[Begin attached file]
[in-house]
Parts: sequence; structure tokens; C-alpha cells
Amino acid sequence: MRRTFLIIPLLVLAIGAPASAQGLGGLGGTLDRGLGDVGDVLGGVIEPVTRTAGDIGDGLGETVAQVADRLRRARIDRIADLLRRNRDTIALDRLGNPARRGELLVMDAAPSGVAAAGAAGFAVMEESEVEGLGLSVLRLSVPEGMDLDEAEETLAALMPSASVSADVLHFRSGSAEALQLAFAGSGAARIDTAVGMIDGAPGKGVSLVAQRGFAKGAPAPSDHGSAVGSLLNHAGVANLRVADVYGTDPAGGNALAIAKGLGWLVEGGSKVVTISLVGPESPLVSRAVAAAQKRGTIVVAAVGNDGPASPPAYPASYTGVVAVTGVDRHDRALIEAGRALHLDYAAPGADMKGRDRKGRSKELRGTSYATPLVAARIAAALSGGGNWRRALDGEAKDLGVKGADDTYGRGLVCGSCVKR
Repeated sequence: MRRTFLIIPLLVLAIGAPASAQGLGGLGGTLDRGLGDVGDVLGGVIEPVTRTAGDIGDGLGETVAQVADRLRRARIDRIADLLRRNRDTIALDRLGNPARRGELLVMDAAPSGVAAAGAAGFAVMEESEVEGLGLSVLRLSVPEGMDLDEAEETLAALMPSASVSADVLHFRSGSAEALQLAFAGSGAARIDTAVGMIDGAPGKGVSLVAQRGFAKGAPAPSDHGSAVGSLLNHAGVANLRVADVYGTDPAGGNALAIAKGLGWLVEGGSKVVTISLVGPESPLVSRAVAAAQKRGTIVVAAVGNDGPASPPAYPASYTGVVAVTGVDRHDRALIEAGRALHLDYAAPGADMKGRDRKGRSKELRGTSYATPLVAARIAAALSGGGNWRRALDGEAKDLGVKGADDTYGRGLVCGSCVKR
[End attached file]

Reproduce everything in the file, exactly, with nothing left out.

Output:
[in-house]
Parts: sequence; structure tokens; C-alpha cells
Amino acid sequence: MRRTFLIIPLLVLAIGAPASAQGLGGLGGTLDRGLGDVGDVLGGVIEPVTRTAGDIGDGLGETVAQVADRLRRARIDRIADLLRRNRDTIALDRLGNPARRGELLVMDAAPSGVAAAGAAGFAVMEESEVEGLGLSVLRLSVPEGMDLDEAEETLAALMPSASVSADVLHFRSGSAEALQLAFAGSGAARIDTAVGMIDGAPGKGVSLVAQRGFAKGAPAPSDHGSAVGSLLNHAGVANLRVADVYGTDPAGGNALAIAKGLGWLVEGGSKVVTISLVGPESPLVSRAVAAAQKRGTIVVAAVGNDGPASPPAYPASYTGVVAVTGVDRHDRALIEAGRALHLDYAAPGADMKGRDRKGRSKELRGTSYATPLVAARIAAALSGGGNWRRALDGEAKDLGVKGADDTYGRGLVCGSCVKR
Repeated sequence: MRRTFLIIPLLVLAIGAPASAQGLGGLGGTLDRGLGDVGDVLGGVIEPVTRTAGDIGDGLGETVAQVADRLRRARIDRIADLLRRNRDTIALDRLGNPARRGELLVMDAAPSGVAAAGAAGFAVMEESEVEGLGLSVLRLSVPEGMDLDEAEETLAALMPSASVSADVLHFRSGSAEALQLAFAGSGAARIDTAVGMIDGAPGKGVSLVAQRGFAKGAPAPSDHGSAVGSLLNHAGVANLRVADVYGTDPAGGNALAIAKGLGWLVEGGSKVVTISLVGPESPLVSRAVAAAQKRGTIVVAAVGNDGPASPPAYPASYTGVVAVTGVDRHDRALIEAGRALHLDYAAPGADMKGRDRKGRSKELRGTSYATPLVAARIAAALSGGGNWRRALDGEAKDLGVKGADDTYGRGLVCGSCVKR